Many people think that having money means that they aren't going to ever run into financial troubles. This isn't anywhere close to the case. Think about professional athletes. These individuals make millions of dollars to play ball, but many of them end up having to file for bankruptcy protection.
From 1996 to 2003, 16 percent of professional athletes filed for bankruptcy within 12 years after they retired. One reason why this occurs is because of the lack of financial education. They might see the money coming in and think of it as an infinite resource instead of a finite resource.
Many professional athletes haven't had to deal with that level of money in the past, so they don't really think about what they are doing. There is an important lesson to learn here. You have to budget your money and plan carefully for what you want to do. Without budgeting and planning, there is a good chance that your needs and wants will outlast the money you have available.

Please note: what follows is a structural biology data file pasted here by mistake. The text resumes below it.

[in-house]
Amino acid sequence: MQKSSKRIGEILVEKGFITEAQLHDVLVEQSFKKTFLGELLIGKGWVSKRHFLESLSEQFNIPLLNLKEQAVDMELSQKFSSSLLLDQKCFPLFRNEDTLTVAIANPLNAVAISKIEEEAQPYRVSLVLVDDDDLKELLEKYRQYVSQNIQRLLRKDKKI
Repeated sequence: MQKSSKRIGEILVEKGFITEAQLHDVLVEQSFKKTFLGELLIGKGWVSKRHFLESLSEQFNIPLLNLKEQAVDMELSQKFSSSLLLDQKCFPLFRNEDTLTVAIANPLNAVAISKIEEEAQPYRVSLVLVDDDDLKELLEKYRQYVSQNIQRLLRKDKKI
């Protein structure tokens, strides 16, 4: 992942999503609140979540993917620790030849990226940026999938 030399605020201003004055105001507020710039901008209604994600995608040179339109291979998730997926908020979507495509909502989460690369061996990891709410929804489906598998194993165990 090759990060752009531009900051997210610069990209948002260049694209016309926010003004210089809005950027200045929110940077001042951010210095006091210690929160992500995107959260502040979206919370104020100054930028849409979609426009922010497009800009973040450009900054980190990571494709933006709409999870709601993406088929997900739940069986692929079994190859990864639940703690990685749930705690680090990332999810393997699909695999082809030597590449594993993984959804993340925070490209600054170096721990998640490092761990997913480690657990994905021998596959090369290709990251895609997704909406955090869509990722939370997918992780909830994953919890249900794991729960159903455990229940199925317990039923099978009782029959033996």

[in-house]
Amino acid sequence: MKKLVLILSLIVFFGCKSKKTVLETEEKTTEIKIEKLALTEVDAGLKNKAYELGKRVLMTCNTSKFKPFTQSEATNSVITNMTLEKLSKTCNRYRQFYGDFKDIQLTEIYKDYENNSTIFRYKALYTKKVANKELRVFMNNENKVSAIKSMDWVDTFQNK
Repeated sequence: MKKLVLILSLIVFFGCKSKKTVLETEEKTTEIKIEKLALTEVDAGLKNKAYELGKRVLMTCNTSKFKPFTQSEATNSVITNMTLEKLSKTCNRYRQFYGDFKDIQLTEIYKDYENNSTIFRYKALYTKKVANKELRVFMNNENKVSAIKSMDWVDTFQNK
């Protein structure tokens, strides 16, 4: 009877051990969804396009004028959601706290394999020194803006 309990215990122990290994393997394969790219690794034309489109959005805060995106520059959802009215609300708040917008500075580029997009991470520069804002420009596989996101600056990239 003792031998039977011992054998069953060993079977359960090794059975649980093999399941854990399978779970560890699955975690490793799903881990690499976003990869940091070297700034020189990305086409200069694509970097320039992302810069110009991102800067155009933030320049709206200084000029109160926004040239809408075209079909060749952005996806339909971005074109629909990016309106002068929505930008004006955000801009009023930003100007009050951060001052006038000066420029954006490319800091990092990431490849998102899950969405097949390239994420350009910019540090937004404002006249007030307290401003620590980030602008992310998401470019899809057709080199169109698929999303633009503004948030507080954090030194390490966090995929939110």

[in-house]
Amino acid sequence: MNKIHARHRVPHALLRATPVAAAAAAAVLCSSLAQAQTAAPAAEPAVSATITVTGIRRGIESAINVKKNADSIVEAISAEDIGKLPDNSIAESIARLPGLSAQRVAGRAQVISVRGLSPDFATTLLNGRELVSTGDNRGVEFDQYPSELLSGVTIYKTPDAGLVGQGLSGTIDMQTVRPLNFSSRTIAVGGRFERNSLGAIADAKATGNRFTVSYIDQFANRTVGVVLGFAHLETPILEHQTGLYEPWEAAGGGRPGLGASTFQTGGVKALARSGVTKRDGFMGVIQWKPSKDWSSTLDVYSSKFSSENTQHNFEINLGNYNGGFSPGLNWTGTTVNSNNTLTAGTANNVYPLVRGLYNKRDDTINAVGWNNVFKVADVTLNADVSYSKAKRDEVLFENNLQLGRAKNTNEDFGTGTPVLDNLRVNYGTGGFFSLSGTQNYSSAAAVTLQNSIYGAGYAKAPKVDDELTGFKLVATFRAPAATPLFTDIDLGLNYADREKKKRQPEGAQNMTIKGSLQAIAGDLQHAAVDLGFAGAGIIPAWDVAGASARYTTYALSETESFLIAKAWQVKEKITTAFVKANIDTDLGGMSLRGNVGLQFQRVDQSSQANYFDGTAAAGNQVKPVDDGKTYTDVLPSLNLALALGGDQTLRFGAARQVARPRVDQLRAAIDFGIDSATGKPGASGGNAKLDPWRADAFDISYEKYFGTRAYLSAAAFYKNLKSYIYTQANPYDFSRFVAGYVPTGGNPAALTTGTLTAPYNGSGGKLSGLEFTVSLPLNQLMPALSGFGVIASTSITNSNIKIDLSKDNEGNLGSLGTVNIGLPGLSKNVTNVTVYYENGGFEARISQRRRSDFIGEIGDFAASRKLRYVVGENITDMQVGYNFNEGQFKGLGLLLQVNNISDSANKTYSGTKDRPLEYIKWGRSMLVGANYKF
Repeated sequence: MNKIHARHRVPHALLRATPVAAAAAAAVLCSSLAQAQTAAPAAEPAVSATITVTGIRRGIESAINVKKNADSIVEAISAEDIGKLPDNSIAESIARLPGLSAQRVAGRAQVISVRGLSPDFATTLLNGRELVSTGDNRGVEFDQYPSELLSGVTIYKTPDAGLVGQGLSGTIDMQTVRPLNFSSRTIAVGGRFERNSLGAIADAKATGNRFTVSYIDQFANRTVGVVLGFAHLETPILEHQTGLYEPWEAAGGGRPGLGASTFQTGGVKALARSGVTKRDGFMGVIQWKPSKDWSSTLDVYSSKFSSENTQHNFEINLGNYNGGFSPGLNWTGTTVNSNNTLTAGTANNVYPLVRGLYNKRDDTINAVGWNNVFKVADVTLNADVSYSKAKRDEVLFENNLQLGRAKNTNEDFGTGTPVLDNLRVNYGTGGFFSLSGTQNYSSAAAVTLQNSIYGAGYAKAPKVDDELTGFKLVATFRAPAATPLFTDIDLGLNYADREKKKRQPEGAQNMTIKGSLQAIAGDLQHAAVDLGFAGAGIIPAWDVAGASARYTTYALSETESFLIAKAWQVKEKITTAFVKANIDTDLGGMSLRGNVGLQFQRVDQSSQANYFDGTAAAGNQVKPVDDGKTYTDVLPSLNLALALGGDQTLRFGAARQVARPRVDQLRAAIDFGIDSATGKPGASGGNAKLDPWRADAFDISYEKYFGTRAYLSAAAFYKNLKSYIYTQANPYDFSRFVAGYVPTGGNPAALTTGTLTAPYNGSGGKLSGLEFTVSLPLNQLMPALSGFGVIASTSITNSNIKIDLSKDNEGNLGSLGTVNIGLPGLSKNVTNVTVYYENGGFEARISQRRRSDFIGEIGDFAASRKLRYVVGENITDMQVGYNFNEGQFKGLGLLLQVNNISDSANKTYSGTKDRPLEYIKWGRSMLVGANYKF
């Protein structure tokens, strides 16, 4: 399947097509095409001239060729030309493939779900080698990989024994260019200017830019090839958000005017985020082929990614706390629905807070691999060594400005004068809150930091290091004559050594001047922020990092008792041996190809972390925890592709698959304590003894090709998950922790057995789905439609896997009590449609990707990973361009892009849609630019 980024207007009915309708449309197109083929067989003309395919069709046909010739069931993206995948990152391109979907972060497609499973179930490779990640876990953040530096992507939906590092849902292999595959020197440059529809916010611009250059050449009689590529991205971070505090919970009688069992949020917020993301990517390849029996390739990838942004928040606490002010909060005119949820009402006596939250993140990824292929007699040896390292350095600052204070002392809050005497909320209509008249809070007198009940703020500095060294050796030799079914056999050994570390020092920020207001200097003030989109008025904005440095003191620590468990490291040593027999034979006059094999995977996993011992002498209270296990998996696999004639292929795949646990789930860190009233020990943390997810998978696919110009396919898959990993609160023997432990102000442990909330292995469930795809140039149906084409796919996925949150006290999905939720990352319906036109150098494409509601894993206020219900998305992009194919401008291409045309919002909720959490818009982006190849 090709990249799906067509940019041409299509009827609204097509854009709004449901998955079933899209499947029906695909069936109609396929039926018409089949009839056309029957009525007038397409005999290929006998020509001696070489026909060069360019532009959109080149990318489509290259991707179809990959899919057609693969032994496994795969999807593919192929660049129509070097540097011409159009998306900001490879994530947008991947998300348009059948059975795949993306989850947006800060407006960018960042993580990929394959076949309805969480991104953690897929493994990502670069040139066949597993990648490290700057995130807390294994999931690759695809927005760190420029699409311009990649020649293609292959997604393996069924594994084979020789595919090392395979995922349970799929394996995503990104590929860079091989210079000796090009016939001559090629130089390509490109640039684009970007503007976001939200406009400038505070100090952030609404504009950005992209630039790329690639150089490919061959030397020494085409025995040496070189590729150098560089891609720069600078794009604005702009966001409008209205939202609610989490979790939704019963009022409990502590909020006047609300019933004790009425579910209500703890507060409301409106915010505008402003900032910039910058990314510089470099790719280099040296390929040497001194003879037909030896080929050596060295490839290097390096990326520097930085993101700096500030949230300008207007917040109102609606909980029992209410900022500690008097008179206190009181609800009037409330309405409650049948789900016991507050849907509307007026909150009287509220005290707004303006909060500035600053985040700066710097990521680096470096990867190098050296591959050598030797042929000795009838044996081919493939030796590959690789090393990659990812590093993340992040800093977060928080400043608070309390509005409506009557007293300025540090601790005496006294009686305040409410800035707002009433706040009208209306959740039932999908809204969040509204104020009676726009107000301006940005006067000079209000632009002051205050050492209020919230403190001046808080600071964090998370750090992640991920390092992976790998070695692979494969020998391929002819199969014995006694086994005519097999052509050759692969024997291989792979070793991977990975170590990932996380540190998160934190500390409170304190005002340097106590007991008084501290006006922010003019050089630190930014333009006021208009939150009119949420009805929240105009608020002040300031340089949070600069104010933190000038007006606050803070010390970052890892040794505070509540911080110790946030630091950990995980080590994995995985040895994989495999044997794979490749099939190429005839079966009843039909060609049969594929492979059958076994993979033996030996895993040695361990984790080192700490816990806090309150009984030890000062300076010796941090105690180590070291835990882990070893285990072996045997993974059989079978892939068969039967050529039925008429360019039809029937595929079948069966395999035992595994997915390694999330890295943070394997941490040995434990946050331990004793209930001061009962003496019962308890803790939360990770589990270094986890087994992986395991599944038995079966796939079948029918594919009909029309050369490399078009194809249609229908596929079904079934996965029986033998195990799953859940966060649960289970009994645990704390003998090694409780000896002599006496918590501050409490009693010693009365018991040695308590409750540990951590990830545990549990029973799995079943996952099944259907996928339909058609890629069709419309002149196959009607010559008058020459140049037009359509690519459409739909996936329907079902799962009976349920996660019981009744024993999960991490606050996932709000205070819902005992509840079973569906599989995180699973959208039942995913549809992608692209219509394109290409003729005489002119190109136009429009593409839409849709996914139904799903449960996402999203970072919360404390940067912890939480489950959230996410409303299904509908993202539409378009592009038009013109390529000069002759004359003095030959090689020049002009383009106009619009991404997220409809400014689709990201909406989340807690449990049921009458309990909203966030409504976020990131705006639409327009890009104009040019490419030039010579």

Another thing that claims some of the money from these professional athletes is family law issues. Not getting a prenuptial agreement and some child support issues can also claim a hefty chunk of the money these athletes make.
Taxes and mismanagement of funds by the people who are hired to oversee the professional's money can also lead to financial challenges. All of these factors combined can lead the athlete to have to file for bankruptcy protections, even when they should have enough money to make ends meet and more.
The same thing can happen to anyone who is in debt. In all cases, the bankruptcy option isn't something to be ashamed of. Instead, it is a responsible way to regain control of your finances when you are overwhelmed.
Source: Arizona Sports, "Going for broke: Many pro athletes still struggling with finances," Ryan Dorfman, Oct. 08, 2017